When Melbourne buyer's agent Cate Bakos worked in sales, she had to try to find a buyer for a house owned by a couple going through a particularly nasty divorce.
"The husband refused to move out, so he camped in the garage," Bakos says. "It was nothing short of awkward and it gave the house a really negative feel. It passed in at auction. The buyers all referred to it as the guy-in-the-garage house."
Big property decisions are hard enough during the best of times. Add the emotional dynamite of a break-up to the mix and there's potential for monumental real-estate missteps.
So what are the biggest property blunders people make when a relationship ends?
Rushing to sell your old house
The urge to move on quickly can spur exes to hit the fast-forward button on a sale.
Bakos says launching into a speedy off-market sale isn't necessarily the best way to go, "particularly when the market is hot and the four-week auction campaign could yield a much stronger result".
Jane Schumann, a partner in the Schumann Sands team at Di Jones Real Estate in Sydney, says grief can distort the decision-making process.
"The biggest thing, and sometimes it's the hardest thing as well, is simply not to rush making these sorts of decisions."
Buying a new house too quickly
Family lawyer Ian Kennedy, principal of Kennedy Partners in Melbourne, says break-ups can leave people feeling vulnerable and unsettled. "They are often desperate to buy a new house but all too often end up with something unsuitable," he says.
He recommends taking time to reassess short- and long-term housing needs. "For example, there might be teenaged children who might not be living at home in a few years' time."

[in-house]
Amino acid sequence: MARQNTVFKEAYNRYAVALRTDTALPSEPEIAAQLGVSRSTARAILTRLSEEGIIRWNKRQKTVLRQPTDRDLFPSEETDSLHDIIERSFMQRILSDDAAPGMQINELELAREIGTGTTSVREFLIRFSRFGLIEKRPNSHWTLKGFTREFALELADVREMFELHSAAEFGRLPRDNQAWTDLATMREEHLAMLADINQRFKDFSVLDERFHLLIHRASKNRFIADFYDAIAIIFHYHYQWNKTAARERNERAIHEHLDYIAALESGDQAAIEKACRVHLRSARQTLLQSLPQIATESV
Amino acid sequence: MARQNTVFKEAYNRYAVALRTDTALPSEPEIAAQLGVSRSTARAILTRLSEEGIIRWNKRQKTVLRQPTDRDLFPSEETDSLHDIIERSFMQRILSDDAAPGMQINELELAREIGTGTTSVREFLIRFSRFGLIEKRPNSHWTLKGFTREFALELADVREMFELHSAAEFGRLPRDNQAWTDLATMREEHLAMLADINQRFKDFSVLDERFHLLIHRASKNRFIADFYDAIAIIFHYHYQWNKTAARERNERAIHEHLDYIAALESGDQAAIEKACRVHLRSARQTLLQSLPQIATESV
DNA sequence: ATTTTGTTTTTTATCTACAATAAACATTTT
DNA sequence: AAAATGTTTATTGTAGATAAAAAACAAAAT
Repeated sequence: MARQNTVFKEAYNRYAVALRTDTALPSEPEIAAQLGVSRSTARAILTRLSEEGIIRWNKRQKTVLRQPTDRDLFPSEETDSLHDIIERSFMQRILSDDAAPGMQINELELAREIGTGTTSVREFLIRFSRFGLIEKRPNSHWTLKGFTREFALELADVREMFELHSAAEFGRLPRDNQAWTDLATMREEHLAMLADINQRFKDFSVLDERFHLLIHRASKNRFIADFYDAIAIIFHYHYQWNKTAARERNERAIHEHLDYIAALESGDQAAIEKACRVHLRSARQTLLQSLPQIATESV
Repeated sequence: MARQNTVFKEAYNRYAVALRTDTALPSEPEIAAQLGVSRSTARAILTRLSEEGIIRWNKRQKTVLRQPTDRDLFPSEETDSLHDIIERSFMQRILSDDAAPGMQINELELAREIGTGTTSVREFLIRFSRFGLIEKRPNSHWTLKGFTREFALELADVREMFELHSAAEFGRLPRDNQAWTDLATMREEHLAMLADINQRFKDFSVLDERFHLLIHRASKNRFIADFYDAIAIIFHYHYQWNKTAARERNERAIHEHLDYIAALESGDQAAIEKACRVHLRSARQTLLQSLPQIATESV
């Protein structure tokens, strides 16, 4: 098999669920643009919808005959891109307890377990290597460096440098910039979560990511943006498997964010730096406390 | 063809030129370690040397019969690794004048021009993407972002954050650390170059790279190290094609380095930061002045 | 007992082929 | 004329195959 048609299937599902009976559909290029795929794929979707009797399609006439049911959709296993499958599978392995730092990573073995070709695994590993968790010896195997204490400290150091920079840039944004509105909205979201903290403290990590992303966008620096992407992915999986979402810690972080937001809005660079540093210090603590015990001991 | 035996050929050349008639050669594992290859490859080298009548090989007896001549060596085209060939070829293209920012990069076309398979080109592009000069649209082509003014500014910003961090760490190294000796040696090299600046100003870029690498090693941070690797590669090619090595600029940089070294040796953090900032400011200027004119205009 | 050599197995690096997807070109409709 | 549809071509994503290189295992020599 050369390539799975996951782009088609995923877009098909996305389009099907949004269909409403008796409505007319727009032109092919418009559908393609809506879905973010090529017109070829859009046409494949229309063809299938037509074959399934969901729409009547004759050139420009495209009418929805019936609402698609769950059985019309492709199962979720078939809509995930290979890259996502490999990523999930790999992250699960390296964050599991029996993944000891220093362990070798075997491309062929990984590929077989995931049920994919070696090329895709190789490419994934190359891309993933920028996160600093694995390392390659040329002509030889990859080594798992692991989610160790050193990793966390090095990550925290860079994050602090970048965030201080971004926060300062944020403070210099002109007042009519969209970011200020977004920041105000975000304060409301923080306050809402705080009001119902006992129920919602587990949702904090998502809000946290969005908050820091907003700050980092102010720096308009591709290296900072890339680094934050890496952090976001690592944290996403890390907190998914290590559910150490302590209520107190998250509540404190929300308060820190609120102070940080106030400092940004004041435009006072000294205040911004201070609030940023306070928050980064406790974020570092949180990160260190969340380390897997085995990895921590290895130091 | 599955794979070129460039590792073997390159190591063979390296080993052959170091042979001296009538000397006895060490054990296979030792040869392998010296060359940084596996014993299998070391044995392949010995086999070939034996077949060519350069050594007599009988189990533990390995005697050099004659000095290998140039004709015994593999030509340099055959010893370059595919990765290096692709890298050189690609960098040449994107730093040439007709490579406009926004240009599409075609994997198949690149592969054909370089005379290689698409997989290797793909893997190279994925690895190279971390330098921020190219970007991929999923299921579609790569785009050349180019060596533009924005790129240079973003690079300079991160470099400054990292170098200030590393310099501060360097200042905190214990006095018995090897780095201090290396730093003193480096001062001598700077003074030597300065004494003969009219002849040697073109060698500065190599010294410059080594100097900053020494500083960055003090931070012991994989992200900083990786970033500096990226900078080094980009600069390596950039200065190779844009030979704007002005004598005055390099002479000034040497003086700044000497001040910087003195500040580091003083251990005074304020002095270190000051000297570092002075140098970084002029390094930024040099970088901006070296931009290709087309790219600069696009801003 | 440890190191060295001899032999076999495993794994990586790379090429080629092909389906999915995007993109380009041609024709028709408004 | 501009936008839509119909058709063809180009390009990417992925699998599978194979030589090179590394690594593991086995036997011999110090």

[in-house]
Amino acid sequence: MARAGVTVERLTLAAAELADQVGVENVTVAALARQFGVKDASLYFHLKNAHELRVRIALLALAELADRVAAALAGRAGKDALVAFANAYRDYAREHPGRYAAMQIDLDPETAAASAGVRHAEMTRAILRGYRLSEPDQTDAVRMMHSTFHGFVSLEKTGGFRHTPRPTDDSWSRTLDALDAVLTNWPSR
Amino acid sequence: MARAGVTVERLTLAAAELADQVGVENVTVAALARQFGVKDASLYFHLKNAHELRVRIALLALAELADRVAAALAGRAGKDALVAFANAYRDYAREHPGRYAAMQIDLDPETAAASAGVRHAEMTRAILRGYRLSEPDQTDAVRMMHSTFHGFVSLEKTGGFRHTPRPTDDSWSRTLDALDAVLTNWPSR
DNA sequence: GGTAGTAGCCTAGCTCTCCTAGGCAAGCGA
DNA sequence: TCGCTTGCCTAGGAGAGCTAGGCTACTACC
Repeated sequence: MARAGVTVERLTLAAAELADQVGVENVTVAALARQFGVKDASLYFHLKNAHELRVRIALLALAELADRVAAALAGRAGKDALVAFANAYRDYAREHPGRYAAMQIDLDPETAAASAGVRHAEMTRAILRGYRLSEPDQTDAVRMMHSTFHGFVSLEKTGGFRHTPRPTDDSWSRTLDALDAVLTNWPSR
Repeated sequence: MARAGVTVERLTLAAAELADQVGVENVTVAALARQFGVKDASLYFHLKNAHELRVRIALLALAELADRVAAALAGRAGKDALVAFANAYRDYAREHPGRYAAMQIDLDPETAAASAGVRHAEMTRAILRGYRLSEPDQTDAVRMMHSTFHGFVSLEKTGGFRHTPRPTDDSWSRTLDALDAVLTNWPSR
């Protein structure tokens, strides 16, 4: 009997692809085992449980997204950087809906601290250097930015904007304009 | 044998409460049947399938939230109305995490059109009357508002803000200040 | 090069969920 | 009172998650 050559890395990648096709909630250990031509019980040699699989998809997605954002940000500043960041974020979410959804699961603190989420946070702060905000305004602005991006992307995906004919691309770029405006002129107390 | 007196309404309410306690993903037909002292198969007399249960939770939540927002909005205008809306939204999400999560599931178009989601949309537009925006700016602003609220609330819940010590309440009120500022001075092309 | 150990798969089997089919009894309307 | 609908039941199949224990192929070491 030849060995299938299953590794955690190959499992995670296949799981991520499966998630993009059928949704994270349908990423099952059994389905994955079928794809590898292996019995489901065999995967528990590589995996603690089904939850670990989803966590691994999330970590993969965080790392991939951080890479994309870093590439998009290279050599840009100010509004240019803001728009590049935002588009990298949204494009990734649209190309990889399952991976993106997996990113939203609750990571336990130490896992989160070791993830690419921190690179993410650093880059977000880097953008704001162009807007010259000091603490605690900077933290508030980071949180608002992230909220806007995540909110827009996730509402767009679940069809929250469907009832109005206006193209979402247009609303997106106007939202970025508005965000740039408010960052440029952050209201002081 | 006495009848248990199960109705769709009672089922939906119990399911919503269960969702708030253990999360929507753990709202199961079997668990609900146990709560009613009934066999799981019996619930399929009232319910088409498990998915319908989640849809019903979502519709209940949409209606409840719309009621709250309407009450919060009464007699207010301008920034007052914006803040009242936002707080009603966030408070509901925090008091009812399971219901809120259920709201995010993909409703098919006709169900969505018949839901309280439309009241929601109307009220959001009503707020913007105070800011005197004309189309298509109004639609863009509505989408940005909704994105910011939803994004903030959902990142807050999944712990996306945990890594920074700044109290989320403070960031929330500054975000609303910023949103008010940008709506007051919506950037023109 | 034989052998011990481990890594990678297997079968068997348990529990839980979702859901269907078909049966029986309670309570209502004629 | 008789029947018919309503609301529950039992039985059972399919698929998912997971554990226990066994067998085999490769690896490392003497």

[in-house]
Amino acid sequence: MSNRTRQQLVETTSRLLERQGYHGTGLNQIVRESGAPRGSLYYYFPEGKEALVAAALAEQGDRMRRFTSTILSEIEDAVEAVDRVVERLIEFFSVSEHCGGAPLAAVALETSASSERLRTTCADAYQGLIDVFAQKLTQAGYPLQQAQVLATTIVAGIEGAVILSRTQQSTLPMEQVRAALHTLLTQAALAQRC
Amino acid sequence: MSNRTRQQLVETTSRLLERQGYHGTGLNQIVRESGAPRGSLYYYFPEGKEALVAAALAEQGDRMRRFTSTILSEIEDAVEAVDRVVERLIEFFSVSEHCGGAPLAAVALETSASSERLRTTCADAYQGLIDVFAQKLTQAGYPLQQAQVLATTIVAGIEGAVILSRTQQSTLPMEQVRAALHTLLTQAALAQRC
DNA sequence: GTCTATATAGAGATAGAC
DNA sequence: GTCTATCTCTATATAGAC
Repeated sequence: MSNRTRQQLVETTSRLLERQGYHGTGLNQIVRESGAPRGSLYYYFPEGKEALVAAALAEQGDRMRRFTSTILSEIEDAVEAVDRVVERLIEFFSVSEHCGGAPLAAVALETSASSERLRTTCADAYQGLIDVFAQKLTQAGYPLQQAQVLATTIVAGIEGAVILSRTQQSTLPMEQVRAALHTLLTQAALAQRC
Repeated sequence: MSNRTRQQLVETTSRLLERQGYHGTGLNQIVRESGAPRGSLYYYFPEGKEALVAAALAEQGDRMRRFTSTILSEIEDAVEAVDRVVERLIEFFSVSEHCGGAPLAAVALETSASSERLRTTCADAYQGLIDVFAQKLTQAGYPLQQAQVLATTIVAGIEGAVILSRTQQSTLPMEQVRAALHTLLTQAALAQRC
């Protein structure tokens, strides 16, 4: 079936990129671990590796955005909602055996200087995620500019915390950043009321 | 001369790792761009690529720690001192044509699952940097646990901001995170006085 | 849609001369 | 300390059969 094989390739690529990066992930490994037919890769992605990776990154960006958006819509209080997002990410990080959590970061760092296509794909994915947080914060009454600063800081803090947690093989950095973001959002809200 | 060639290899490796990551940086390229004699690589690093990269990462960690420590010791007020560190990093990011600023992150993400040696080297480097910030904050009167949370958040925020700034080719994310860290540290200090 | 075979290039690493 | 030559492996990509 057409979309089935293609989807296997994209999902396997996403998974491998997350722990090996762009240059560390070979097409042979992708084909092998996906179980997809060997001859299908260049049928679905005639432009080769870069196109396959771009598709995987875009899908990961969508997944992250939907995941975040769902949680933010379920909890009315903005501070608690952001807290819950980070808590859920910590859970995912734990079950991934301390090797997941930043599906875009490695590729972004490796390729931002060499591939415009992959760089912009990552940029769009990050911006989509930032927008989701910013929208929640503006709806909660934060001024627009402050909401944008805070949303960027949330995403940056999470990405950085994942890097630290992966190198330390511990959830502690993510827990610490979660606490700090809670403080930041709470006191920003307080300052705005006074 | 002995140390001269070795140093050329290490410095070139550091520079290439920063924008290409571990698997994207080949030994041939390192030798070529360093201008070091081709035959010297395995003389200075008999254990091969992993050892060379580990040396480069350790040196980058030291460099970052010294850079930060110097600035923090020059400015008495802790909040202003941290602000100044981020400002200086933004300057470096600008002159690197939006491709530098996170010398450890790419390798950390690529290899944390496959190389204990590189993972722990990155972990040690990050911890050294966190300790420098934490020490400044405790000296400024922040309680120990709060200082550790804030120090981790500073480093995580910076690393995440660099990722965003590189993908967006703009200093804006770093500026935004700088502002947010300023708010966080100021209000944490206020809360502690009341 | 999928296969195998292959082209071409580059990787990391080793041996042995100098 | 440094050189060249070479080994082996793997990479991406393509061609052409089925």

Schumann says renting can be an ideal interim option, especially when contemplating a move to a new neighbourhood.
Trying to sell without your ex's knowledge
Real estate agent Adam Welling of Village Real Estate in Melbourne has had clients try to sneak him into homes during business hours to keep their ex out of the loop. In his view, trying to keep the other person in the dark is pretty much guaranteed to backfire.
"We've had to put sales on hold when the other party finds out, so advertising money has been spent for an auction we can't have," Welling says.
"When they are in a position to sell, it might have been on the market for a long time, so people begin to wonder what's wrong with it."
Letting buyers know about the break-up
"Home sweet home" isn't exactly the message conveyed when the fridge, washing machine and half the clothes in the wardrobe have been cleared out.
Bakos advises against making it obvious that one person has moved out. "Buyers are nosey and often piece the puzzle together," she says. Being present at opens isn't a great look either. "And worse still, crying or being angry in front of buyers. Many buyers like to think a house has great vibes and this undoes it all."
Welling says in a hot market, the reason for the sale probably won't have much impact. In more sluggish conditions, buyers might haggle harder. Lodging a caveat over the property can also indicate a forced sale. Kennedy says in most cases this step is overkill.
"If you do, make sure the caveat is removed well before the property goes on the market."
Embarking on an ambitious renovation project
Many a relationship has cracked under the pressure of an over-ambitious renovation project. At the other end of the bust-up spectrum, newly single homeowners often bite off more renovations than they can chew.
Rick Vugts is the founder of Hiresquare, an online hire and rental portal. He says he regularly receives requests from divorcees for easy-to-use renovation tools. "They might end up moving into a home that isn't finished yet and that causes stress with some people," Vugts says.
He recommends deciding on a schedule, taking into account which jobs can remain unfinished for a while. When embarking on a DIY renovation project, consider using professional-grade tools for large projects such as removing tiles from a living area. "If you try to use DIY tools for a large area, it can break your back and take ages."
Refusing to pay the bills
It might be tempting during a divorce dummy-spit to stop paying the mortgage and the bills. Bakos says this strategy is unwise. Not only do rates show arrears; banks can become involved with the sale.
"A mortgagee sale is far more stressful than a divorce-driven sale and can often drive down the sale price," she says.
This article was originally published by Domain on 16 August 2016. It represents the views of the author only and does not necessarily reflect the views of AMP.
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